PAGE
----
Making interactive Web art is a dangerous business, as Jason Nelson (Alarmingly These Are Not Lovesick Zombies), Edmund McMillen and Florian Himsl (Coil) can tell you. When you dabble in the language of games, you risk the wrath of gamers, who despite their lip service to "innovation", are often terrified by anything really experimental. There is a contract to uphold when you make the jump from videos to games. When the experience requires our input, we want there to be clearly defined goals and characters, so we're not just clicking around haphazardly like gullible sheep, hoping to be blessed with random visual trinkets. We hate feeling stupid, and that's what art sometimes does when it forces you to participate. It makes you the dumbest person in the room, blindly fumbling for meaning like a Nickelodeon game show contestant fishing for prizes in a bath of green slime.
So one possible MO for developers trying to smooth out this prickly transition is to make something like Haxed by Megahurtz, a game so cracked, so exuberant, so imbecilic it could not possibly be trying to outsmart you. Hating it would be like slapping a candy raver—part of you might want to, but it's easier to just go with the flow and accept her offer of Sweet Tarts and a back massage.
Haxed by Megahurtz is the deformed brain-child of Alien Melon, whose members have been responsible in the past for Blue Suburbia and the hyper-polarizing Alexis, but it is more of a playable game than either of those titles. The hero is a manic green blob named Minibyte, whom during his nap-time in cyberspace has been haxed—quite literally—with an axe wielded by malicious blue fairy-things called Megahurtz. Enraged and bleeding important data, Minibyte goes on a murderous Megahurtz rampage, devouring as many of them as he can sink his pac-man choppers into.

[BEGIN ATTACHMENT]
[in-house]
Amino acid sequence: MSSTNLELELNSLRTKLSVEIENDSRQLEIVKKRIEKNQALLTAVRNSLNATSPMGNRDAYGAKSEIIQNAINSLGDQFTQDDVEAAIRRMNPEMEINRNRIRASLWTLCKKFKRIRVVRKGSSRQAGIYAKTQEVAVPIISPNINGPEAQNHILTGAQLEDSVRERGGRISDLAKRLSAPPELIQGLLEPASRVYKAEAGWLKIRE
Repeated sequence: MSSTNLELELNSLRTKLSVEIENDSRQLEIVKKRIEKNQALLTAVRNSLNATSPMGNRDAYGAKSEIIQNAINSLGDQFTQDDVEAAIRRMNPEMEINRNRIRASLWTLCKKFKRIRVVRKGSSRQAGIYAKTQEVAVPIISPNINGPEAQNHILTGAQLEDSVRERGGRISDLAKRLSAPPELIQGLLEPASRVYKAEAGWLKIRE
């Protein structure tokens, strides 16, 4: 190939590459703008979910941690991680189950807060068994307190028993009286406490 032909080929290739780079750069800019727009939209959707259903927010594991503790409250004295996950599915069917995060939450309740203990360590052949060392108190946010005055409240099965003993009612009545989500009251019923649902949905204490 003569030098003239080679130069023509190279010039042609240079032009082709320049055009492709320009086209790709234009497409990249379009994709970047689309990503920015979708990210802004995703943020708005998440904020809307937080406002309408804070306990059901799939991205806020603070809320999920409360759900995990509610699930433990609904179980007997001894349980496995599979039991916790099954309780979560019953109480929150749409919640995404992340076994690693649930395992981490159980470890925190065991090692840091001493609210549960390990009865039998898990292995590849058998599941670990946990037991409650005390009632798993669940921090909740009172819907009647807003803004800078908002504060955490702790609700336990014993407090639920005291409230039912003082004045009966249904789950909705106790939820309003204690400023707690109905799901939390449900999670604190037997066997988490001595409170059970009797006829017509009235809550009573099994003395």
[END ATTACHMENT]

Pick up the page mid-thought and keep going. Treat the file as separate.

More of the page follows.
I may have gotten one or two details wrong there, but it doesn't really matter. All you need to do is catch the flying Megahurtz (again, they're the blue fly-like creatures) with your mouse, drag them over Minibyte (he's the crazy screaming green thing), and release. And then watch the carnage. You win by increasing your MHZ count to the goal set for each level, and you lose by letting it drop to zero, which it will do over time if you don't feed Minibyte fast enough. There are three levels proper, plus a rather substantial postscript that somehow involves armageddon and a dancing budgie.
But the interactive part of the game is almost completely insubstantial. What is impressive here is the onslaught of stimulus being thrown at you. The roots of Haxed are that of a hyperactive pixelated music video drenched in gaming and internet culture references. The beats are mixed cleverly on the fly according to Minibyte's mood, be it hungry or homicidal. Despite Alien Melon's aggressively lo-fi ideals and punk stylings, this is a technologically solid piece of work.
Whether you'll actually like it or not is something I can't possibly tell you. This is going to be a subjective experience through and through, depending on your sense of humor, your tolerance for color contrasts, your taste in music, and a thousand other factors. For my part, they had me hooked at the loading screen, where a black-and-white tabby with outstretched arms stands on the moon and proclaims the file you are loading to be "Diiiiiiiiiiiiiiiis big!" But your mileage may vary. Haxed is not for everybody, just as Trix is not for rabbits. If you're not feeling the vibe, try pounding a Red Bull and come back to it.
At the very least, I can recommend Haxed by Megahurtz as an operation in expressiveness. Without worrying too much about the social implications: this game was only possible at this exact moment in history, when people's attention spans are being digitally scrambled daily, and Flash has helped wrest game creation from the control of large companies into the hands of regular people. This is what we've become, where we can take something as nonsensical as Haxed by Megahurtz and understand it as a story, however shallow and/or obnoxious.
I found it thoroughly entertaining, but any Alien Melon members who have found this review are probably laughing at me, rightly, for devoting so many words to it. I mean, I'm calling it Web art, and it's making cow noises. Maybe the point was to make me feel stupid after all.